There was also a lack of equity programs in the legislation, such as those established in Massachusetts USA. These seek to ensure that people and communities disproportionately impacted by the enforcement of cannabis prohibition are provided an opportunity, and supported to participate in the legal cannabis industry, as well as ensuring a portion of the revenue generated from legal sales is allocated back into such impacted communities. One expert commented that, ‘It was disappointing to see Canada as a global leader in one regard, but totally miss the mark on …social justice measures’.
Commercialisation, ‘Big Cannabis’ and corporate capture.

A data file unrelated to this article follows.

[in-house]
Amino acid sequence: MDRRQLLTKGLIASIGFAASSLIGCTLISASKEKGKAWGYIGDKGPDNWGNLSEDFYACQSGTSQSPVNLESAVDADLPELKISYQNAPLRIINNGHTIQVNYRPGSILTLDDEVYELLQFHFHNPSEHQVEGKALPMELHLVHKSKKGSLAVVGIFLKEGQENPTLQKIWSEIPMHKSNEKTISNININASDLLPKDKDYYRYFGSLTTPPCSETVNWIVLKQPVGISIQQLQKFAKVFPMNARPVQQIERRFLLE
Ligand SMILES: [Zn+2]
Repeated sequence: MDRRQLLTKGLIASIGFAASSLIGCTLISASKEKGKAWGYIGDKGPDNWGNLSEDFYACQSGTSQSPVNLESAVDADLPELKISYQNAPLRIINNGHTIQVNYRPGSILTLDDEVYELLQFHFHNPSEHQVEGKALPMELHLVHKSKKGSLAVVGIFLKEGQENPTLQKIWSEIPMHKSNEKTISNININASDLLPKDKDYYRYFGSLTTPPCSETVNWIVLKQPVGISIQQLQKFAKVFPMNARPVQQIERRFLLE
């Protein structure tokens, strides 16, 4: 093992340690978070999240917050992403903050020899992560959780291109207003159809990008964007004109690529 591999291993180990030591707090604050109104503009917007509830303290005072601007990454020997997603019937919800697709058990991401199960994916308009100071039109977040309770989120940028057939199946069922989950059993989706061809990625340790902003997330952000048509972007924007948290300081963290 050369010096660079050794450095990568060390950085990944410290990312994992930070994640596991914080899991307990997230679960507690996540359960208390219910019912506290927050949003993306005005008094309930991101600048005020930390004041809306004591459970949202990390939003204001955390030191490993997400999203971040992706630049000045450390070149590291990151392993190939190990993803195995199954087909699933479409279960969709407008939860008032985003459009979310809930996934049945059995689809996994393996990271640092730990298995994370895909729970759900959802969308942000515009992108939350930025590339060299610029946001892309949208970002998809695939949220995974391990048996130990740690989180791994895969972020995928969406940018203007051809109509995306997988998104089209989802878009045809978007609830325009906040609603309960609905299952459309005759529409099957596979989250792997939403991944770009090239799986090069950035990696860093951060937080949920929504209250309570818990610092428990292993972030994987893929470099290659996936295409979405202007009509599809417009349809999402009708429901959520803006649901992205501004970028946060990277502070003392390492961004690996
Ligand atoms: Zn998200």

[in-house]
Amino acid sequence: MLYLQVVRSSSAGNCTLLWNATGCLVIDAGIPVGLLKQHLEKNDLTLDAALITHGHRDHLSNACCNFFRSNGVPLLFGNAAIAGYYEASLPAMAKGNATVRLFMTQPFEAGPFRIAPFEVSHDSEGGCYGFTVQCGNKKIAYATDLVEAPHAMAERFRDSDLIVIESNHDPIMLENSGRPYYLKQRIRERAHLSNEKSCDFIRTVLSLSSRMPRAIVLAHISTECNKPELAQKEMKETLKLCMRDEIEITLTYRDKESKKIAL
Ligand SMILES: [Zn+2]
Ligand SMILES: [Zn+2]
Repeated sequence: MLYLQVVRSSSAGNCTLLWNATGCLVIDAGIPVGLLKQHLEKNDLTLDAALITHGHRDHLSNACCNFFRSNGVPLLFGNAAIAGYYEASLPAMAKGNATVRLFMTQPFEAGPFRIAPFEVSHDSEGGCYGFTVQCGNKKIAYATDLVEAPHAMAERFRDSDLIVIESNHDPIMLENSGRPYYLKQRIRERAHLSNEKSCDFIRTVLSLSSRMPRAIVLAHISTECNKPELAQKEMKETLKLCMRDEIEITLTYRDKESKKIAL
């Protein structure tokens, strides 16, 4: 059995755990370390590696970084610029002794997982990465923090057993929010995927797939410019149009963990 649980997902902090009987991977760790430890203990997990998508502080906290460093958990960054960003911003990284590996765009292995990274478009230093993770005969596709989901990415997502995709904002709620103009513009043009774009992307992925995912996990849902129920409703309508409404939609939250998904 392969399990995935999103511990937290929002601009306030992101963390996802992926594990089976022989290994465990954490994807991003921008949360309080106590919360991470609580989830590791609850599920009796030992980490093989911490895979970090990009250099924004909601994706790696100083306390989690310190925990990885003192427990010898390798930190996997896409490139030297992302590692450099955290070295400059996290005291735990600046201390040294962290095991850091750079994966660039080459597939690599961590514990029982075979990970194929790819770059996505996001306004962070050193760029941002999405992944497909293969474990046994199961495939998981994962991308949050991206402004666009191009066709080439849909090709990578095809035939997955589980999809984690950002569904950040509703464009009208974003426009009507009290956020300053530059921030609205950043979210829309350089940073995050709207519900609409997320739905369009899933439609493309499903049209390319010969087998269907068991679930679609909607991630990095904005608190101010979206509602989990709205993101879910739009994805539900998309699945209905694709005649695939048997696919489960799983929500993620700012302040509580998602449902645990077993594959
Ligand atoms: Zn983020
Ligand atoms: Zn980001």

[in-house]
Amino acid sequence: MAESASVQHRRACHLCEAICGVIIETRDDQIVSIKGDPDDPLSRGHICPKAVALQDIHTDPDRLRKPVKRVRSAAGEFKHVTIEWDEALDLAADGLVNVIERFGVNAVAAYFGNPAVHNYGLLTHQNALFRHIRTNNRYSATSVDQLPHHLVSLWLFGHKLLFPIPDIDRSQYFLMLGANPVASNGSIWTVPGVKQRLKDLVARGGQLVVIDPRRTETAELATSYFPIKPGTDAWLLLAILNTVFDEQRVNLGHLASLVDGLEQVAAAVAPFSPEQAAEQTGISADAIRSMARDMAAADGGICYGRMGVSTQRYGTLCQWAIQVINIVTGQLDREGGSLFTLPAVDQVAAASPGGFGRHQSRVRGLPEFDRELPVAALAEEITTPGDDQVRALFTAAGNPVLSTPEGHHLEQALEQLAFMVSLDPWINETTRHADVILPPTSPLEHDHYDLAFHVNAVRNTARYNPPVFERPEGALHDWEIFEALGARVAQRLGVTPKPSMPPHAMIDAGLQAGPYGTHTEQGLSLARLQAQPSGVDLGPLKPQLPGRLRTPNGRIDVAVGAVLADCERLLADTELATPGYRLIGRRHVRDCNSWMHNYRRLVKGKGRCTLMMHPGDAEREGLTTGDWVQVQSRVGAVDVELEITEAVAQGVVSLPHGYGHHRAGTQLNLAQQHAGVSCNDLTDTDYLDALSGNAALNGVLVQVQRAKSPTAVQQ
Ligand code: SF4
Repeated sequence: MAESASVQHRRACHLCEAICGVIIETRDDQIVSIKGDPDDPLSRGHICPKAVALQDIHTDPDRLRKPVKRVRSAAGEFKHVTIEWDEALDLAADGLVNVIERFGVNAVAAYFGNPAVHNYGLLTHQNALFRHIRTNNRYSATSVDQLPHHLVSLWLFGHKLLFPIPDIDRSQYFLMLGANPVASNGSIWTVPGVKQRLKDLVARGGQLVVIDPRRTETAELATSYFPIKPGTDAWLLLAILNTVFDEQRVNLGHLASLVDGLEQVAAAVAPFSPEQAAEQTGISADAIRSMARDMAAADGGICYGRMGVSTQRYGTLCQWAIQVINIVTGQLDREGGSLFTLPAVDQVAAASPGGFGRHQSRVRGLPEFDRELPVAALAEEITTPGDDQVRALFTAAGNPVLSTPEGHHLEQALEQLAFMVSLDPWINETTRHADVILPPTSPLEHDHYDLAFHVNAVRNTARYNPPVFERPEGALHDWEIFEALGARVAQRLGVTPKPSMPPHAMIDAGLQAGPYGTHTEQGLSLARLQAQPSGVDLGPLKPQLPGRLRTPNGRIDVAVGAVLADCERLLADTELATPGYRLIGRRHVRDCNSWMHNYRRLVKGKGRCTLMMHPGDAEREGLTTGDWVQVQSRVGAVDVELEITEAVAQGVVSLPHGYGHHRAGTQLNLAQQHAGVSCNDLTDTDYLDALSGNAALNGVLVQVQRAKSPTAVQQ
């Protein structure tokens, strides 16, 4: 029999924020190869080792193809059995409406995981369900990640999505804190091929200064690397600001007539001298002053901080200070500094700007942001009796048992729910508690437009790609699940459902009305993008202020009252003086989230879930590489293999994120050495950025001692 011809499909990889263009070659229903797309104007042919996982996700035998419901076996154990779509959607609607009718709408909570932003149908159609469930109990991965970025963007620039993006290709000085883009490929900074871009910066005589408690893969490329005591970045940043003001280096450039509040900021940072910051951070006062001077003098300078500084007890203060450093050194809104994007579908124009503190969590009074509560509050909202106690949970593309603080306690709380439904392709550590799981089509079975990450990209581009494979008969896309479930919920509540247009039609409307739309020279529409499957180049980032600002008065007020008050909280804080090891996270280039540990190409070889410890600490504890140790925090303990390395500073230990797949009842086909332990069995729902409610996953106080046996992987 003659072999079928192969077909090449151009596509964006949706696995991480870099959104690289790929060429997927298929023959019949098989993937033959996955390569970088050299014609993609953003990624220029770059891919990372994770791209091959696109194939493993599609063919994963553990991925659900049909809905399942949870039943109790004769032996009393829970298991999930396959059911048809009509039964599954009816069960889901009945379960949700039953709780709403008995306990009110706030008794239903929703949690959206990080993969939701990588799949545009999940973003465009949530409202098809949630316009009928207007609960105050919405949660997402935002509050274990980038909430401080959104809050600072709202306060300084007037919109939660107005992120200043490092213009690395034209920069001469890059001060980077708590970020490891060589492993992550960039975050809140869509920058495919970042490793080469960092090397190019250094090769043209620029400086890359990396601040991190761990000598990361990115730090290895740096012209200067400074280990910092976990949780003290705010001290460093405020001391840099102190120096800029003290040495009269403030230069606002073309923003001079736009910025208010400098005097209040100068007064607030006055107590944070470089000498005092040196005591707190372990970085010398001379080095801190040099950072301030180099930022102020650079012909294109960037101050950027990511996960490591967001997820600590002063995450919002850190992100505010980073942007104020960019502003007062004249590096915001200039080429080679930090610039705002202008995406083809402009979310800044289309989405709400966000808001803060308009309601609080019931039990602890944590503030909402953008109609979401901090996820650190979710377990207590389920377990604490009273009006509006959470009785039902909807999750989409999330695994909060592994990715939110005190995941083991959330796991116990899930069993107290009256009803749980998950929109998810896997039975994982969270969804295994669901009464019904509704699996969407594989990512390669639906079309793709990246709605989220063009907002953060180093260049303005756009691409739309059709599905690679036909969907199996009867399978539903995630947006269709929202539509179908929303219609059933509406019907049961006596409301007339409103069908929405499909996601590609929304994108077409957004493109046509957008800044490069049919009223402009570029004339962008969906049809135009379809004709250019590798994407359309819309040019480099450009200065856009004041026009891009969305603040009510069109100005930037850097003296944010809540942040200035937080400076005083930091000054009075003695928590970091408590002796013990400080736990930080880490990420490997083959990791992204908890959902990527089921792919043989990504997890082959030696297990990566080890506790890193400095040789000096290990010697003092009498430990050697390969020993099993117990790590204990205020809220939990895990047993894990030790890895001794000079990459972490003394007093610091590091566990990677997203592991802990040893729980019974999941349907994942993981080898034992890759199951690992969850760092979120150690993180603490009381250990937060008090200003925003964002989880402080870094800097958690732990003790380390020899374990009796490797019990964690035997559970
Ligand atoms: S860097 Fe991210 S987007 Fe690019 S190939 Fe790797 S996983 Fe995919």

The Canadian approach has also been criticised for creating barriers to entry for smaller enterprises, thereby favouring the larger corporate actors who now dominate the market. The Cannabis Act introduced a variety of cannabis licensing classes, including ‘micro-cultivation’, which was hoped to open the market to smaller producers. However, the federal government announced earlier this year that, in order to apply for a licence, the potential supplier must already have a production facility in place, meaning those unable to risk the initial investment are immediately deterred from applying. This has contributed to an emerging market dominated by a relatively small number of large corporate actors, in turn fueling the risk of monopolisation. The dynamics of corporate capture and related distortions of the policymaking process (of the kind seen especially in the alcohol and tobacco industry) are a significant and pressing concern, and one that has not been diminished by significant investment from alcohol and tobacco corporations in the Canadian cannabis sector.